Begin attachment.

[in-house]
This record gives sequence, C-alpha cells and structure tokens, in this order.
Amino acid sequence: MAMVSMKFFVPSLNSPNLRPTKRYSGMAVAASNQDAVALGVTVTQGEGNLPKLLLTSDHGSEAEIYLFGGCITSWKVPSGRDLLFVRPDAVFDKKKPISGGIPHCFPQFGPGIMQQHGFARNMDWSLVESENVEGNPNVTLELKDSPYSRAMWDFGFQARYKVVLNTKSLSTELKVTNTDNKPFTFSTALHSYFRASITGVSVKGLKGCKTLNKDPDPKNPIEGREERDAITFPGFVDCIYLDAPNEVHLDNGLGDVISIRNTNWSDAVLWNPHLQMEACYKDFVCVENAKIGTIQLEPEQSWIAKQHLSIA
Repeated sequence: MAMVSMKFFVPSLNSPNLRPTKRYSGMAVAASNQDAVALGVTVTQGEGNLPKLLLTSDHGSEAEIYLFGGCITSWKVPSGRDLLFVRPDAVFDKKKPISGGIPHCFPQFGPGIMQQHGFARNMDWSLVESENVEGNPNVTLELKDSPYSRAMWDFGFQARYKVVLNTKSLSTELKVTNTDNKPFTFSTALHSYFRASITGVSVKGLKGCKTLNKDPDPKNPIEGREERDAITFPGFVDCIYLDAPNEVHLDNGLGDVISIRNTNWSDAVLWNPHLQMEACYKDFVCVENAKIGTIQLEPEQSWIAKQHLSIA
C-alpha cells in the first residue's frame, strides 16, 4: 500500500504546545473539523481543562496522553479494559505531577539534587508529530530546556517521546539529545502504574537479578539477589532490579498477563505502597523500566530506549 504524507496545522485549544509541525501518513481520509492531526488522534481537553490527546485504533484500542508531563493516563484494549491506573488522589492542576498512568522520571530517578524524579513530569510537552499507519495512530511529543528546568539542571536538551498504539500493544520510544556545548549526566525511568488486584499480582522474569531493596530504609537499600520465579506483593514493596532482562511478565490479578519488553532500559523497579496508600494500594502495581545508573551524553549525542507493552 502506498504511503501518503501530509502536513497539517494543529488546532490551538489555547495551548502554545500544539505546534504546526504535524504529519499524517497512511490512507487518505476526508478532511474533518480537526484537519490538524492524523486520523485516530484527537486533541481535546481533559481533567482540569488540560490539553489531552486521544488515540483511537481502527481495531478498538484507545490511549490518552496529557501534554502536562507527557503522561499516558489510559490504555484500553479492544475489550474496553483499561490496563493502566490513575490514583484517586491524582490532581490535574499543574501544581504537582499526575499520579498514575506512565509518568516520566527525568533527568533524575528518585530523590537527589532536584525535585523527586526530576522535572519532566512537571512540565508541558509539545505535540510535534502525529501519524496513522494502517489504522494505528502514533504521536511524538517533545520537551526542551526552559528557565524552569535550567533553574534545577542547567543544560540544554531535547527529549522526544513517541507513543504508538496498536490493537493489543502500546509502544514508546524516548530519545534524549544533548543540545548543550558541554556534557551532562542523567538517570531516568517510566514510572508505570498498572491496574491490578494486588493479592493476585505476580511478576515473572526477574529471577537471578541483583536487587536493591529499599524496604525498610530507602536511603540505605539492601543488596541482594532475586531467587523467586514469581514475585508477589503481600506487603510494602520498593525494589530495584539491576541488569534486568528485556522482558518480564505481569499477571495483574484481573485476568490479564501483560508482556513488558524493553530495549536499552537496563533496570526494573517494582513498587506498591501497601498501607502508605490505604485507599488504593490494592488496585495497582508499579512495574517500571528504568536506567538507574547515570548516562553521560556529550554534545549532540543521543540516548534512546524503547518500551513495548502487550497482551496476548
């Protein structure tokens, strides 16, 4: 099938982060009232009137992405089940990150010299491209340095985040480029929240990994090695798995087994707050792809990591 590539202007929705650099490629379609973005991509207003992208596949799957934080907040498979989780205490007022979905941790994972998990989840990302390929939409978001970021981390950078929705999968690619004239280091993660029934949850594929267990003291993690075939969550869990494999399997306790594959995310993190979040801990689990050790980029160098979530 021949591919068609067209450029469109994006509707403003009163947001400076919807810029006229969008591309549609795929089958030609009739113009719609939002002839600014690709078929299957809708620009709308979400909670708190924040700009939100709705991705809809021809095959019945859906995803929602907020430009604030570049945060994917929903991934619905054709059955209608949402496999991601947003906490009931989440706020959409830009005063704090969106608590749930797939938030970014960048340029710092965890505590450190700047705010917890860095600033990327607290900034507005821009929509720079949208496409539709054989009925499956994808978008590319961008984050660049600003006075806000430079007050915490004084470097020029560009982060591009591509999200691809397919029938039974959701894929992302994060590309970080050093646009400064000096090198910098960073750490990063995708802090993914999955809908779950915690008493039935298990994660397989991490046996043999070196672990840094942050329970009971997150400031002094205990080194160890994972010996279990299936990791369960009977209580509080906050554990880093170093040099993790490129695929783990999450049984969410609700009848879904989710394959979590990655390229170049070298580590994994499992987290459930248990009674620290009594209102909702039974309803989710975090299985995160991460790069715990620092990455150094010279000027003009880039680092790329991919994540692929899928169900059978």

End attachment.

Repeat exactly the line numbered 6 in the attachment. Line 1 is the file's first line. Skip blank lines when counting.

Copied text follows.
């Protein structure tokens, strides 16, 4: 099938982060009232009137992405089940990150010299491209340095985040480029929240990994090695798995087994707050792809990591 590539202007929705650099490629379609973005991509207003992208596949799957934080907040498979989780205490007022979905941790994972998990989840990302390929939409978001970021981390950078929705999968690619004239280091993660029934949850594929267990003291993690075939969550869990494999399997306790594959995310993190979040801990689990050790980029160098979530 021949591919068609067209450029469109994006509707403003009163947001400076919807810029006229969008591309549609795929089958030609009739113009719609939002002839600014690709078929299957809708620009709308979400909670708190924040700009939100709705991705809809021809095959019945859906995803929602907020430009604030570049945060994917929903991934619905054709059955209608949402496999991601947003906490009931989440706020959409830009005063704090969106608590749930797939938030970014960048340029710092965890505590450190700047705010917890860095600033990327607290900034507005821009929509720079949208496409539709054989009925499956994808978008590319961008984050660049600003006075806000430079007050915490004084470097020029560009982060591009591509999200691809397919029938039974959701894929992302994060590309970080050093646009400064000096090198910098960073750490990063995708802090993914999955809908779950915690008493039935298990994660397989991490046996043999070196672990840094942050329970009971997150400031002094205990080194160890994972010996279990299936990791369960009977209580509080906050554990880093170093040099993790490129695929783990999450049984969410609700009848879904989710394959979590990655390229170049070298580590994994499992987290459930248990009674620290009594209102909702039974309803989710975090299985995160991460790069715990620092990455150094010279000027003009880039680092790329991919994540692929899928169900059978």